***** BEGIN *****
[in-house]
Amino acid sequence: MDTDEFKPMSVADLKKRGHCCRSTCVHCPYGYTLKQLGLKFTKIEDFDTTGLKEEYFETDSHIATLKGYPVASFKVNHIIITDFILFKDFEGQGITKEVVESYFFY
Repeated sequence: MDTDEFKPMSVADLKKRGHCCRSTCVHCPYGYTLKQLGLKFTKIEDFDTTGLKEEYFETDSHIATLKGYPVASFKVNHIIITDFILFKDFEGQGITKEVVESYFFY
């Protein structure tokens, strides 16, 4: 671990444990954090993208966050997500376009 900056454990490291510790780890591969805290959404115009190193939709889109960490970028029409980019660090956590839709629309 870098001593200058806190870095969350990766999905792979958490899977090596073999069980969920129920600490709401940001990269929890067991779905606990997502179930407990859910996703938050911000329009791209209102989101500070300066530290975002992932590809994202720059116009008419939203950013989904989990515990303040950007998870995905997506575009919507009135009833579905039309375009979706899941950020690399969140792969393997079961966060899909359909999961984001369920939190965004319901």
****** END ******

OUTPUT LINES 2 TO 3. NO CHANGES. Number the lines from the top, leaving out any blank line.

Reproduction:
Amino acid sequence: MDTDEFKPMSVADLKKRGHCCRSTCVHCPYGYTLKQLGLKFTKIEDFDTTGLKEEYFETDSHIATLKGYPVASFKVNHIIITDFILFKDFEGQGITKEVVESYFFY
Repeated sequence: MDTDEFKPMSVADLKKRGHCCRSTCVHCPYGYTLKQLGLKFTKIEDFDTTGLKEEYFETDSHIATLKGYPVASFKVNHIIITDFILFKDFEGQGITKEVVESYFFY